Process automation may result in an unwieldy, impossible-to-change IT landscape. To avoid this, companies need to embrace at least two principles: modularization and continuous investment.
Automation is central for companies that are digitalizing, and new technologies, including natural language processing and image recognition as well as robotic process automation, allow us to automate processes that were impossible or prohibitively expensive to automate earlier. Although I’m a strong proponent of automating everything repetitive, there’s a “dirty little secret” around automation that few talk about: once automated, companies often seek to avoid changing and evolving these processes as it involves potentially significant costs and risks. I see at least three key causes: deeply integrated implementations, lack of competence and interdependencies.
Especially consultants, but also IT staff employed at your company, often are extremely focused on the task at hand and finishing it. They largely or completely ignore the long-term consequences and implications. Project management tends to have the same priorities as any future changes to the resultant work product will be part of a new project and thus the problem of another project manager. Consequently, the implementation of processes that are automated tends to have a very short-term focus, resulting in implementations that do the job but are highly integrated and interconnected. This lack of modularization causes any changes to require significant effort.
A second challenge is that the people who did the original implementation often move on, either internally or externally, and consequently are no longer available when changes are required. As nobody really knows how the automated process works in practice, no one dares to touch the implementation as it may lead to unintended negative consequences. In software engineering, components that nobody dares to touch out of fear of breaking their functionality are referred to as “stinkers.” Implementations of automated processes can easily end up in the same situation.
Third, in the implementation of data pipelines, we’ve seen several cases where people build undocumented dependencies on existing pipelines as they need some of the data flowing through them for their own purposes. In process automation, it’s often quite easy to insert triggers for other automated processes. If this is done in an implicit and undocumented fashion, it creates a spaghetti network of dependencies between different processes that complicates changing these processes as any change will most likely break something.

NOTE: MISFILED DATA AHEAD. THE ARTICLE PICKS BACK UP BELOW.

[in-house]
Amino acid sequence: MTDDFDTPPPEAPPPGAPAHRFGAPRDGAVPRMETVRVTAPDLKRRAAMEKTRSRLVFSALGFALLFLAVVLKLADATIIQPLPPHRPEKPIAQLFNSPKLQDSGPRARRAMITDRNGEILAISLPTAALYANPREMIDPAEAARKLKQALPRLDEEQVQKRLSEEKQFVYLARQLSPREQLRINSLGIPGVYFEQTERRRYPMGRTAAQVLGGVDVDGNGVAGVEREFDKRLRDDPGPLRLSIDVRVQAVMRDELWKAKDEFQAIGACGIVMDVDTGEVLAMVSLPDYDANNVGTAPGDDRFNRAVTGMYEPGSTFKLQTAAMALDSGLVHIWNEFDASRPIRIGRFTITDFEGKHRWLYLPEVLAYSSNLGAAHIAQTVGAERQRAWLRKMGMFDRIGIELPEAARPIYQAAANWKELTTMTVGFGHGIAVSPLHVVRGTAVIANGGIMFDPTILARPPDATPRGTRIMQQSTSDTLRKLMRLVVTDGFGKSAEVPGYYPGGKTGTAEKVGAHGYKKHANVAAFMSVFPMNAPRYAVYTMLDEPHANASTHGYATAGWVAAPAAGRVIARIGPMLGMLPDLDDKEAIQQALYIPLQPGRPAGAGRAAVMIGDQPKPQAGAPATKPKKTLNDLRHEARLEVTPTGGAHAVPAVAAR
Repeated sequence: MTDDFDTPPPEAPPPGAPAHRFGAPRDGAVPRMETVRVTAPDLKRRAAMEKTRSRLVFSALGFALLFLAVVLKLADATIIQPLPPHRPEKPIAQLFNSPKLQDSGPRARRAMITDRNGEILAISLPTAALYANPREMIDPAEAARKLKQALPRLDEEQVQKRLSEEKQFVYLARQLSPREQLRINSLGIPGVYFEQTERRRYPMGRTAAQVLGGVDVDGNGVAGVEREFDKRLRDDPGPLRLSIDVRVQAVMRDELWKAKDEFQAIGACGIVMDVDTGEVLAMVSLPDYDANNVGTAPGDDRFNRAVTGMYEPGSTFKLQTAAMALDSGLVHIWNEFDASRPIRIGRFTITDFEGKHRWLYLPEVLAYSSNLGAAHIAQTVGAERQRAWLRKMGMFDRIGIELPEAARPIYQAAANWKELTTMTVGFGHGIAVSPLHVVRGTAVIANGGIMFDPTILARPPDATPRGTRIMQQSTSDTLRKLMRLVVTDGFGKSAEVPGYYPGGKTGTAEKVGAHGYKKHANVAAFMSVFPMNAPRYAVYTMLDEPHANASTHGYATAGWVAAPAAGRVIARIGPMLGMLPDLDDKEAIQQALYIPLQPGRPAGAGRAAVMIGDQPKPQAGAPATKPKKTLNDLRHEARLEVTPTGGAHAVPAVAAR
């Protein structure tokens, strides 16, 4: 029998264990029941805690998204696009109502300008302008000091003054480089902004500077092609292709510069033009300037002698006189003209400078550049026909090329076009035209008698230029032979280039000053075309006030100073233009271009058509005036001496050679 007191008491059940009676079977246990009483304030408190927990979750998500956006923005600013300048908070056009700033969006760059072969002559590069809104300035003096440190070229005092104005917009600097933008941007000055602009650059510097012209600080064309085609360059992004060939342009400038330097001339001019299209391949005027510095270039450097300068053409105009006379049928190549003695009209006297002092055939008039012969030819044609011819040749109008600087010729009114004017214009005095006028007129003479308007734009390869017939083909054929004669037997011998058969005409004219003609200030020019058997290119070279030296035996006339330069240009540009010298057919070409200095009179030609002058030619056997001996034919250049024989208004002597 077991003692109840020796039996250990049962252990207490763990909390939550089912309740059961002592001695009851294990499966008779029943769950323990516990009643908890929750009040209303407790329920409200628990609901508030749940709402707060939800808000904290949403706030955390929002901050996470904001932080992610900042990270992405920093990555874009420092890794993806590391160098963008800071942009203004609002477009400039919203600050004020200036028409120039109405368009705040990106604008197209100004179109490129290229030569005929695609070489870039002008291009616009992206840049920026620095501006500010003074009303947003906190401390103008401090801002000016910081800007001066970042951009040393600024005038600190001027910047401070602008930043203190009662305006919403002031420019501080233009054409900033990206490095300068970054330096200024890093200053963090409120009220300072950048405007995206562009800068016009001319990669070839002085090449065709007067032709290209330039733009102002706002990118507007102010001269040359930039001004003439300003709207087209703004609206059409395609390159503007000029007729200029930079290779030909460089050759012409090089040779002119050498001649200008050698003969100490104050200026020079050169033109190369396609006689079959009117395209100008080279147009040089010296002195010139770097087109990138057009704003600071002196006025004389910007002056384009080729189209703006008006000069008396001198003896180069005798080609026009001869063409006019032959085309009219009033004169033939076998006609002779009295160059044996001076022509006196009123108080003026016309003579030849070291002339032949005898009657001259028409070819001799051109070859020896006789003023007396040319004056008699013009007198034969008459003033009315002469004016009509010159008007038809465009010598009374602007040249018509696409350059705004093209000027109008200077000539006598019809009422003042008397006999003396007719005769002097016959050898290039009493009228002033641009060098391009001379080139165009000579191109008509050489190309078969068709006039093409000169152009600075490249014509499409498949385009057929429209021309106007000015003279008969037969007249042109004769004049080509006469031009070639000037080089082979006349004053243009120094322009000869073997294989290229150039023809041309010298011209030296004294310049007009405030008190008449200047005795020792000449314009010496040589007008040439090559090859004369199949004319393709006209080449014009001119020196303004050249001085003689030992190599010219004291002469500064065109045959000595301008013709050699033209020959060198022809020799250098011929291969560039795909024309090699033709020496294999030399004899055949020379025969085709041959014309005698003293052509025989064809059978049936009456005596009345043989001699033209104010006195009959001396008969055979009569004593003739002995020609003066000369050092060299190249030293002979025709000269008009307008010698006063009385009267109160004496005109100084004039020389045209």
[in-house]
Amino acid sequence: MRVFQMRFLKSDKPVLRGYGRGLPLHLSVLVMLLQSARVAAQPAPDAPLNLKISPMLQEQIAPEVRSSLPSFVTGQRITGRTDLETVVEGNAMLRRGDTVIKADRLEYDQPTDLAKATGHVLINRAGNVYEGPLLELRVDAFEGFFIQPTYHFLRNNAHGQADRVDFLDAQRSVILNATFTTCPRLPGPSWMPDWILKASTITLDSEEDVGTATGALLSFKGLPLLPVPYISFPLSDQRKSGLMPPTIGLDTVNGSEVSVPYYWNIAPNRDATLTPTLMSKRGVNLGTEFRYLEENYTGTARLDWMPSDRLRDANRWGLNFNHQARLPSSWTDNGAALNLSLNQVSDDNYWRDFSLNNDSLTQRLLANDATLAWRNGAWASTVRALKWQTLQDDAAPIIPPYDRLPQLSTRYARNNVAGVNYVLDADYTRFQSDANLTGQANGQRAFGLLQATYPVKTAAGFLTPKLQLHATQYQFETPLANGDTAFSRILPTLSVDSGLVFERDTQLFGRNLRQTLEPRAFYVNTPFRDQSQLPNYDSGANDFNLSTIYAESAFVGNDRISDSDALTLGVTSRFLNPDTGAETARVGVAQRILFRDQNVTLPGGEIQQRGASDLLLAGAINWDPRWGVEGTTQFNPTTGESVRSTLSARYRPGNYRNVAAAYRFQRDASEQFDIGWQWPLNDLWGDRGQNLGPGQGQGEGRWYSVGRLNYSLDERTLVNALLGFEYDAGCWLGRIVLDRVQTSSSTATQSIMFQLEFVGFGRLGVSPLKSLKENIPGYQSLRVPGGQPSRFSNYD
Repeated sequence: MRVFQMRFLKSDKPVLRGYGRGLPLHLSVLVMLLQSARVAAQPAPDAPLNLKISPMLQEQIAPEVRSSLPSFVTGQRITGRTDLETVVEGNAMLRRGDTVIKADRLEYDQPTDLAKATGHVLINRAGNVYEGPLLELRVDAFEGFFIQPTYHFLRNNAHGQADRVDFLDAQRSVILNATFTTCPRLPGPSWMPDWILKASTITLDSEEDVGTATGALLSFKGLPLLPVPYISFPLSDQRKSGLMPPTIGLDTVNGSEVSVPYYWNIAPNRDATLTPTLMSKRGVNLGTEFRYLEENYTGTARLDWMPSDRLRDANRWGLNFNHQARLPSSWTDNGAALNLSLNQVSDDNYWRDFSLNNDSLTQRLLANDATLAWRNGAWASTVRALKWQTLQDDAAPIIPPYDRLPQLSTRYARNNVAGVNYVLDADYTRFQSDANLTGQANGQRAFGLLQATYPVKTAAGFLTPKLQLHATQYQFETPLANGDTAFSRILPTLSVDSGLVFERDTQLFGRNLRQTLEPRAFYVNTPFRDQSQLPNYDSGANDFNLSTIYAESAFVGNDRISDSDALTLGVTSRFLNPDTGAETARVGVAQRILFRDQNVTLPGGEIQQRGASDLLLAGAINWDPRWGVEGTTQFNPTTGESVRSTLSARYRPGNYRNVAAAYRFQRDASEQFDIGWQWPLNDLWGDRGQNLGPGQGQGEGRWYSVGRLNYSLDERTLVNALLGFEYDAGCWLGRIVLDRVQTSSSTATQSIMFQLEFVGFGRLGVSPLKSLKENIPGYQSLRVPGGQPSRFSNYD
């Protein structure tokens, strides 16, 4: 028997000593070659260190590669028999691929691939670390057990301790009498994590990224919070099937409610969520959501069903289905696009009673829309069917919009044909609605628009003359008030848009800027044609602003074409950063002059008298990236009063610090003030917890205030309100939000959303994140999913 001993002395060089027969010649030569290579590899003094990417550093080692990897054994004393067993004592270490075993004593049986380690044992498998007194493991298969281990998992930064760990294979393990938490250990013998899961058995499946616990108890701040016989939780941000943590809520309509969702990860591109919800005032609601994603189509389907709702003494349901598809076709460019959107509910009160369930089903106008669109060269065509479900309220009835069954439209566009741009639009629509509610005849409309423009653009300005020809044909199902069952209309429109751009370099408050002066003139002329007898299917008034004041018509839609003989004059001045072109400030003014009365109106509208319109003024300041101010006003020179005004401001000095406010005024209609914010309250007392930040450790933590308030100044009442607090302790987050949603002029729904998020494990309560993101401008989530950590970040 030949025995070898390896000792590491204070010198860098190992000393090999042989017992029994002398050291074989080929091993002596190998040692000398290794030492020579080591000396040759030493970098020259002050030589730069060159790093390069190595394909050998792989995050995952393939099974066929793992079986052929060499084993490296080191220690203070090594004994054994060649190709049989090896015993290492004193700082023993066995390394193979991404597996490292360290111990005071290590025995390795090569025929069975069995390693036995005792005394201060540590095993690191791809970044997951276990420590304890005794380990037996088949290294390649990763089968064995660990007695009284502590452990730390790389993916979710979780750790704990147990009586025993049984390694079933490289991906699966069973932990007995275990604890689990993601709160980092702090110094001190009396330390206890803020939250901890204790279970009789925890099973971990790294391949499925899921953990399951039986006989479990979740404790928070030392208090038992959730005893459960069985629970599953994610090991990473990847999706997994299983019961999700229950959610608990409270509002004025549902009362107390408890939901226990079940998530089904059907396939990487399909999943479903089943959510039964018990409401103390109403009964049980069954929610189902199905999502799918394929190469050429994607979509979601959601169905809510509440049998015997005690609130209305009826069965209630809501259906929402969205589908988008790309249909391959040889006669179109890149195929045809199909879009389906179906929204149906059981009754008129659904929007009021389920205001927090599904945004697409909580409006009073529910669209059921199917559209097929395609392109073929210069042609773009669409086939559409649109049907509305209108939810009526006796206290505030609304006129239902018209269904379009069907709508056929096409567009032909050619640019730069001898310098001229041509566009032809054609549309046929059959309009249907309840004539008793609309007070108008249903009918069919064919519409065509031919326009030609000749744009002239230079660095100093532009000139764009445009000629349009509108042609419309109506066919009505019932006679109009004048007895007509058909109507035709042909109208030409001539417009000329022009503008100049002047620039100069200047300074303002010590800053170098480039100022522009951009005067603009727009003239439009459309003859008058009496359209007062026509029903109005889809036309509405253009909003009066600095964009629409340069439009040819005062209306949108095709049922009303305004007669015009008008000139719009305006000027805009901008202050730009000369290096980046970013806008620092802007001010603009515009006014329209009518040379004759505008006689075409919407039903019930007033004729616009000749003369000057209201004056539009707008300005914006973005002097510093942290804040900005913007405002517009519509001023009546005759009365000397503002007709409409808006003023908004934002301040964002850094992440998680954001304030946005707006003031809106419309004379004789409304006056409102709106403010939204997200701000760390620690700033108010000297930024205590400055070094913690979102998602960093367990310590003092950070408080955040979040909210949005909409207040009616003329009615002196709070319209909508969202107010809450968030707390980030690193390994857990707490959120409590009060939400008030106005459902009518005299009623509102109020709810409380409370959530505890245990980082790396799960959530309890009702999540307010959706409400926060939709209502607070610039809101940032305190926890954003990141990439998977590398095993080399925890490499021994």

The reason companies should worry about hard-to-change processes is that these easily evolve into a competitive disadvantage. As the world moves on, better ways of doing things are developed that can’t be capitalized on. Also, it becomes difficult to be innovative as many innovations require changes to at least some processes in the organization and these can’t be evaluated as the associated cost is simply too high. So, the very thing that initially brought efficiencies and speed easily evolves into an anchor that slows everything down.
To address this, there are at least two main principles to observe: modularization and continuous investment. First, any design problem needs an architectural approach that defines the key principles. For anything in software, modularization is key. The notion of modularization is often poorly understood, but at its core, it comes down to decoupling units of functionality that are likely to change independently of each other and defining interfaces that allow one side to change without affecting the other side of the interface. Once automated, processes become software too and need to follow the same modularization principle.
Second, many IT-heavy companies tend to operate in a project-centric way. The products coming out of these projects are considered to be static and not requiring change. More than 50 years of software engineering research have clearly shown that the only software that doesn’t need continuous change is software that nobody uses. Any piece of software that’s in use needs a constant flow of investment to keep it up to date. This collides with the project-centric way of working and it’s generally much better to take a product-centric approach where there are teams associated with each product. This maintains competence and ensures that the automated process is constantly updated to meet the current needs.
Although the automation of repetitive activities is critical for virtually all companies, there’s a risk that years of investment in process automation result in an unwieldy, impossible-to-change IT landscape. This is a major competitive risk as it causes companies to resist changes due to the associated costs and risks and unduly drives up the cost of innovation efforts. To address this, companies need to embrace at least two principles: modularization and continuous investment. It’s not, as Charles Darwin wrote, survival of the fittest, but rather survival of the fitting. Species that are unable to adapt fast enough to changing circumstances go extinct and the same is true for companies. Don’t grow stale!